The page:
Clean Run - September 2011 - (Page 24)

------ -------- Sports Vision By Daisy Peel Improving Your Part 1 For several years now, I’ve been instructing others on how to better handle their dogs around an agility course, and for as long as I’ve been instructing, I’ve been telling students to “watch their dog. When I first started learning agility, ” I was told to watch my dog. And, although I’ve been very good about helping handlers perfect their technical skills by telling them to adjust how they move their bodies one way or another, or how they time a reinforcement given for a behavior they’re trying to train, until recently, I haven’t done my best to help handlers learn to better watch their dogs. Keeping visual contact with your dog is perhaps even more important than perfecting how you do a front cross, rear cross, or any other maneuver. After all, if you don’t have your eyes on your dog, how will you know when to cue him? Your role in the team as the handler, or director, is to direct your dog around the course, timing your cues so that the dog sees and hears them when he needs to; and you won’t know when he needs to receive those cues unless you are watching. Keeping your eye on your dog at all times means that you will be better able to be proactive about adjusting your handling to keep small deviations in how you are running the course from turning into large problems and on-course errors. Look at the image of me and my dog running on course. © NINASPHOTOGRAPHY.COM I can clearly remember seeing my dog while on course at this moment; and yet, when I saw this image, it looks like I’m not looking at my dog at all. When I saw this photo I began thinking about what watching your dog really means, and about how you can improve your technical ability to watch your dog. Here we’ll discuss some of the areas in which you can improve your ability to keep your eyes on your dog, without sacrificing your ability to see the obstacles as you navigate through the course. Editors’ Note: The exercises for improving your sports vision were too large to fit in the magazine. They can be found in PDF format on the Magazine Forum section of the Clean Run website. After selecting Magazine Forum, select Articles from the top menu and then Sports Vision (or use the direct link cfm?fuseaction=category.display&category_id=678). Static and Dynamic Visual Acuity When you go to the optometrist to have your vision tested, it is your static visual acuity that is measured. The optometrist measures whether you are nearsighted or farsighted, and may prescribe corrective lenses or contact lenses to correct your vision. Static visual acuity, or your ability to see a certain level of detail from a certain distance, is not the same as dynamic visual acuity. Static visual acuity can only be corrected with LASIK surgery or corrective appliances, but you can improve your dynamic visual acuity with minimal effort. Your eyes have some muscles in them that are involuntary. For example, the muscles that open or close the pupil of your eye, allowing more or less light in depending on lighting conditions, are involuntary and you cannot control or improve their performance directly. However, your eyes also have several muscles that are voluntary, meaning that you can control their movements. For the purposes of agility, and of keeping your eye on your dog, you don’t really need to build strength in these muscles, but your ability to improve the coordination, speed, and endurance of these muscles can help you be able to more easily and clearly focus on your dog. Improved focus will help you make better and timelier handling decisions on course. Clean Run | September 11 24 http://www.NINASPHOTOGRAPHY.COM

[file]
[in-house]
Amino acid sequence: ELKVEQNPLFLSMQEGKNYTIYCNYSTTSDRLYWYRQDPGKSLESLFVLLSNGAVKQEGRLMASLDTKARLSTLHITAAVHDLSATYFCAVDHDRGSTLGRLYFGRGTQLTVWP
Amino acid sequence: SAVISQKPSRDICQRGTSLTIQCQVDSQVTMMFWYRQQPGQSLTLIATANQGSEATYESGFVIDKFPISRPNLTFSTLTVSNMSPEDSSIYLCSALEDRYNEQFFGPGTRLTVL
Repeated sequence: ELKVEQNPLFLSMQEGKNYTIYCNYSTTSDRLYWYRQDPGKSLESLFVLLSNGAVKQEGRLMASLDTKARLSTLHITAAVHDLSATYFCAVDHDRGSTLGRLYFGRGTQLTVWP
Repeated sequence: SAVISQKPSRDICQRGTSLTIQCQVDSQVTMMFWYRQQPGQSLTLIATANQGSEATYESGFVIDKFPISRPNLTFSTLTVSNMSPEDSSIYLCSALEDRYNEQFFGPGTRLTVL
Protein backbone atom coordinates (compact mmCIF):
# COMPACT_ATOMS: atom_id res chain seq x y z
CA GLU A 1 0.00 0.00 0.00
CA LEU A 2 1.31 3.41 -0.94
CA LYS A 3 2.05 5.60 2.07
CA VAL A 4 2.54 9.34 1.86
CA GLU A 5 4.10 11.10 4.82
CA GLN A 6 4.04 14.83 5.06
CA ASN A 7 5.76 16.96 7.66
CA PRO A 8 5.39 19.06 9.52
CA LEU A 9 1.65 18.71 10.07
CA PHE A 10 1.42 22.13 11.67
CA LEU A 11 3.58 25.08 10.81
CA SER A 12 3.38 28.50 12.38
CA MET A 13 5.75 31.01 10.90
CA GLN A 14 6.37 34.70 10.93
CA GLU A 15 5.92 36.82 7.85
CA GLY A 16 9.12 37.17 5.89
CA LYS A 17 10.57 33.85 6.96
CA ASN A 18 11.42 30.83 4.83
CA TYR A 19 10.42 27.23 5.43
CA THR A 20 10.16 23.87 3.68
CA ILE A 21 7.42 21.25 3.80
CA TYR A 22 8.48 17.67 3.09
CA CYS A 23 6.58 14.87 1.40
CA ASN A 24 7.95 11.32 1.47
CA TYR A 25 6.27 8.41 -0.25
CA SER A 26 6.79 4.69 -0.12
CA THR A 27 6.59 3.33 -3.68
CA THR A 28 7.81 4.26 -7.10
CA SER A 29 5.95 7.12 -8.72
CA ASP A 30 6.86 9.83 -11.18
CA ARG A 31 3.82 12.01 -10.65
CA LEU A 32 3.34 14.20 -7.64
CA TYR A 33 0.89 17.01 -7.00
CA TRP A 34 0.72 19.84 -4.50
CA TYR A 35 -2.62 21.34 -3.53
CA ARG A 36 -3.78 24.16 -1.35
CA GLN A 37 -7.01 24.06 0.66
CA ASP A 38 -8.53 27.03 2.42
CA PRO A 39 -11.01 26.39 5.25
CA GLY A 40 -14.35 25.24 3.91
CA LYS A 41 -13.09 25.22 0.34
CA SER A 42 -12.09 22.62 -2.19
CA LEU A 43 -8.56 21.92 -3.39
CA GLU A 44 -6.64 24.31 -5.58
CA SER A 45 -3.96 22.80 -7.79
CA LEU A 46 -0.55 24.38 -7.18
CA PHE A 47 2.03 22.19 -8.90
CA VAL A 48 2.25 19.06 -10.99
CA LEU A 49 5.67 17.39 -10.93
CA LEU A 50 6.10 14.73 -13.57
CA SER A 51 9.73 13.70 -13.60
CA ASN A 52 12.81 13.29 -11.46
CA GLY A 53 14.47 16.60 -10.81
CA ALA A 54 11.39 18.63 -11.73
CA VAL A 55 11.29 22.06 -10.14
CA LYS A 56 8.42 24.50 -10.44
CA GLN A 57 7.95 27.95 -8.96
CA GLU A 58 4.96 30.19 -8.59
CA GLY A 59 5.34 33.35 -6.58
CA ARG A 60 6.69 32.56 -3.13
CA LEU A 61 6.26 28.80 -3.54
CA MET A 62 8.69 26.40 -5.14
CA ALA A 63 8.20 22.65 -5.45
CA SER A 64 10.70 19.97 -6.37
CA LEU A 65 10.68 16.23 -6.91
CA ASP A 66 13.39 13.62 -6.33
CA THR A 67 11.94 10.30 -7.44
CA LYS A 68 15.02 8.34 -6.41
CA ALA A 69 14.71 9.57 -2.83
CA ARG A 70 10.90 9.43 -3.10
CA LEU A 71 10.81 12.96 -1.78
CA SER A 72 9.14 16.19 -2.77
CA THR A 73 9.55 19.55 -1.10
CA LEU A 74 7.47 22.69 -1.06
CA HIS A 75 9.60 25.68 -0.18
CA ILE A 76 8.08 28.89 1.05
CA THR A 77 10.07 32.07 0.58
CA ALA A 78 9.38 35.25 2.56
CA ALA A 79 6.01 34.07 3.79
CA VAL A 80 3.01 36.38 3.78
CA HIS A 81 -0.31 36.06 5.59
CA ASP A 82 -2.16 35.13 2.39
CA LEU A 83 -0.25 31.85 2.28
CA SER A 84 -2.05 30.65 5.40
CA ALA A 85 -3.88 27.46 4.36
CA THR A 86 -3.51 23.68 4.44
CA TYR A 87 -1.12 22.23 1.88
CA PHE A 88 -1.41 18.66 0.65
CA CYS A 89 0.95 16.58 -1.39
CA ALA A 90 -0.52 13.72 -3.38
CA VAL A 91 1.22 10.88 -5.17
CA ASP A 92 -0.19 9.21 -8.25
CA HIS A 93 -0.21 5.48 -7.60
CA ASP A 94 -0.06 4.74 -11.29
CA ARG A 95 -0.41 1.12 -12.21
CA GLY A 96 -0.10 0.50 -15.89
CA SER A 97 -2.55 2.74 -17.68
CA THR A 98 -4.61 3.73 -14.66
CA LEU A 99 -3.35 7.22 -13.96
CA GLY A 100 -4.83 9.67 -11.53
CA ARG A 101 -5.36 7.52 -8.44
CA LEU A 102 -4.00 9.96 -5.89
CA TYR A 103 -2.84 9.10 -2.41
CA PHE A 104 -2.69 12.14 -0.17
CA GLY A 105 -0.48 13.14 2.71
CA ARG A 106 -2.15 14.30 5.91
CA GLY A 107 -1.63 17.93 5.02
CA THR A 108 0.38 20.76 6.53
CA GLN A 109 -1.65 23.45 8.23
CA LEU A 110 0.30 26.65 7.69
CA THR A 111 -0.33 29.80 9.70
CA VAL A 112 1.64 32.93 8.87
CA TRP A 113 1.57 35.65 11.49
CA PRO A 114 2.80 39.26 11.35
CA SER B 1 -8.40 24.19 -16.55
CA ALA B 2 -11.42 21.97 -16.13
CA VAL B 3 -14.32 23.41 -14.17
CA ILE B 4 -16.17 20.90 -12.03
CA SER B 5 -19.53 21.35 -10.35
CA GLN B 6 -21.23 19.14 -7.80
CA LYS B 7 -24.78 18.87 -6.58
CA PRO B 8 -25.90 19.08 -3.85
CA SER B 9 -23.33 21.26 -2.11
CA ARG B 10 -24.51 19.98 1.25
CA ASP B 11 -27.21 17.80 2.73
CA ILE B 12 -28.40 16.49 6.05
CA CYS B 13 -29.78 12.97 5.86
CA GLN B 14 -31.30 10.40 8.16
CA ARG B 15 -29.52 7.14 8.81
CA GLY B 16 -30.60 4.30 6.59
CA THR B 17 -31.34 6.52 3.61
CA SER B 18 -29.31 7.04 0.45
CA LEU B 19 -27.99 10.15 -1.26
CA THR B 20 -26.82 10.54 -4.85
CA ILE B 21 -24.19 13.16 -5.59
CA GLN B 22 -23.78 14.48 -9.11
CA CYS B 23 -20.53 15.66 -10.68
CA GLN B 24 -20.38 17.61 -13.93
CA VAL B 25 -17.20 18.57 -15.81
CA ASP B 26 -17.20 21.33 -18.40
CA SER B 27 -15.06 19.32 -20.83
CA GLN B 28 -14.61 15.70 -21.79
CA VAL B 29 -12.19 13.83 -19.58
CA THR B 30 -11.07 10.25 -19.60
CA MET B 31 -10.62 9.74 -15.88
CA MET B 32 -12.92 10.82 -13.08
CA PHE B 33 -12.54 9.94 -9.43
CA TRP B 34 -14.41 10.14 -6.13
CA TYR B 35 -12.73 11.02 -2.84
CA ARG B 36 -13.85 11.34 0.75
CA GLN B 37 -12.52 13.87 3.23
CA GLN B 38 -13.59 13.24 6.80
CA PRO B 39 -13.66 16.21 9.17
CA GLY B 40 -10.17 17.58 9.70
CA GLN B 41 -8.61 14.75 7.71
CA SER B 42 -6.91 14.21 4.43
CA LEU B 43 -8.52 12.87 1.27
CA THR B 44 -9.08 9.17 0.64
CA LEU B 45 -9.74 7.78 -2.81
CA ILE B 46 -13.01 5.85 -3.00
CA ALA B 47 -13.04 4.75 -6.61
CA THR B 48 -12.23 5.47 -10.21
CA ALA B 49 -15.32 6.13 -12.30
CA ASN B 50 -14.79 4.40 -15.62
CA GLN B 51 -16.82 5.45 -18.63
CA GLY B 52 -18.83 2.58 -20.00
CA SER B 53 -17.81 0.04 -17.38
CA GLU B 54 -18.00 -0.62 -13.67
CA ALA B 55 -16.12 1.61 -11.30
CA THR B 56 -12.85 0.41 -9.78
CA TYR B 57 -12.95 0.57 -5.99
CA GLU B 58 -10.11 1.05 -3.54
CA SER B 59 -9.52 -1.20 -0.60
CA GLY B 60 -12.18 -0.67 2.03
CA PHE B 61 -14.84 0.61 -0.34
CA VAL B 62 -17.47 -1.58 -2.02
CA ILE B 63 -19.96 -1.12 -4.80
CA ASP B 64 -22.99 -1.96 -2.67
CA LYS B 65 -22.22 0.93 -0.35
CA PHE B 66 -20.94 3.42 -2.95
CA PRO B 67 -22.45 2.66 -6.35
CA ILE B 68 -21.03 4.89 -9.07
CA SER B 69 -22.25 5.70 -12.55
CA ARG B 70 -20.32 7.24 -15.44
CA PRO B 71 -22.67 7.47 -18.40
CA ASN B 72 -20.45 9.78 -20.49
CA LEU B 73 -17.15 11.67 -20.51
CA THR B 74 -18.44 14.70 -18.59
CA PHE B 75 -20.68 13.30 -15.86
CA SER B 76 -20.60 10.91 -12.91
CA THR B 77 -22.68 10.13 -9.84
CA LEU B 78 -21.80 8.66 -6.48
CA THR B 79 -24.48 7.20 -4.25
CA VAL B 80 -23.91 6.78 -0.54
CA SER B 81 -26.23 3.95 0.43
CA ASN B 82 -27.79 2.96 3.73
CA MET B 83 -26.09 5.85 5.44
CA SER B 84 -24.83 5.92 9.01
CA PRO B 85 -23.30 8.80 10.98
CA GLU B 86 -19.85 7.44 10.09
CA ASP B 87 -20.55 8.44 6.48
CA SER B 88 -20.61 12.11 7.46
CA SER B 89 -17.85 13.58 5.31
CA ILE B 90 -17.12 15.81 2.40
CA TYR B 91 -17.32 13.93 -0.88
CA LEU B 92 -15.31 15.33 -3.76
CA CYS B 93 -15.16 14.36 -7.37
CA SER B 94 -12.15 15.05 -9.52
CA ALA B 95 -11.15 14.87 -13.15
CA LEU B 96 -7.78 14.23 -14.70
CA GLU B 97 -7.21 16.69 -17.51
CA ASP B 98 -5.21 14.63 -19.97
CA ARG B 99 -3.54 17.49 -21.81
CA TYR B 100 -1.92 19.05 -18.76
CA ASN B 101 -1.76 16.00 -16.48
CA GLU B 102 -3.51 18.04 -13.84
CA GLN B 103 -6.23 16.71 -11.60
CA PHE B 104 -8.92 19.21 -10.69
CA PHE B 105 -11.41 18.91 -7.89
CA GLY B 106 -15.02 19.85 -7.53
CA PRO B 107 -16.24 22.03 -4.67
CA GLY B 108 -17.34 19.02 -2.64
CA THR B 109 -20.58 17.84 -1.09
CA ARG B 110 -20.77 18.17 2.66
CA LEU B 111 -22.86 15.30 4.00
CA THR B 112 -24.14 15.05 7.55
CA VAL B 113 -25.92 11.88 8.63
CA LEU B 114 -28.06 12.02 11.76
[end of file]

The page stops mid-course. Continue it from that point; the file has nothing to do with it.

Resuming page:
Table of Contents for the Digital Edition of Clean Run - September 2011

Clean Run - September 2011
Editorializing: When a “Lifetime” Only Means Five Years
Tip of the Month
Everything You Always Wanted to Know About Agility
Backyard Dogs
Who’s Premack and What Does He Have to Do with My Start Lines?
Power Paws Drills: Front Side, Back Side
Improving Your Sports Vision, Part 1
Choosing the Most Efficient Path for Your Dog: Decision Making
Dylan’s Story
Teaching FOCUS and Impulse-control Classes: Week 5
Ready, Set, Trial! Should You Move Up?
Agility Bloopers
Training to Your Weakness: Exercises for Dogs with a Straight Front
Building and Balancing Handler and Obstacle Focus, Part 6
Great Expectations
Agility Games to Play with Puppies
Challenges for Rising Stars: Snooker Expanded
Agility Defined by Me

Clean Run - September 2011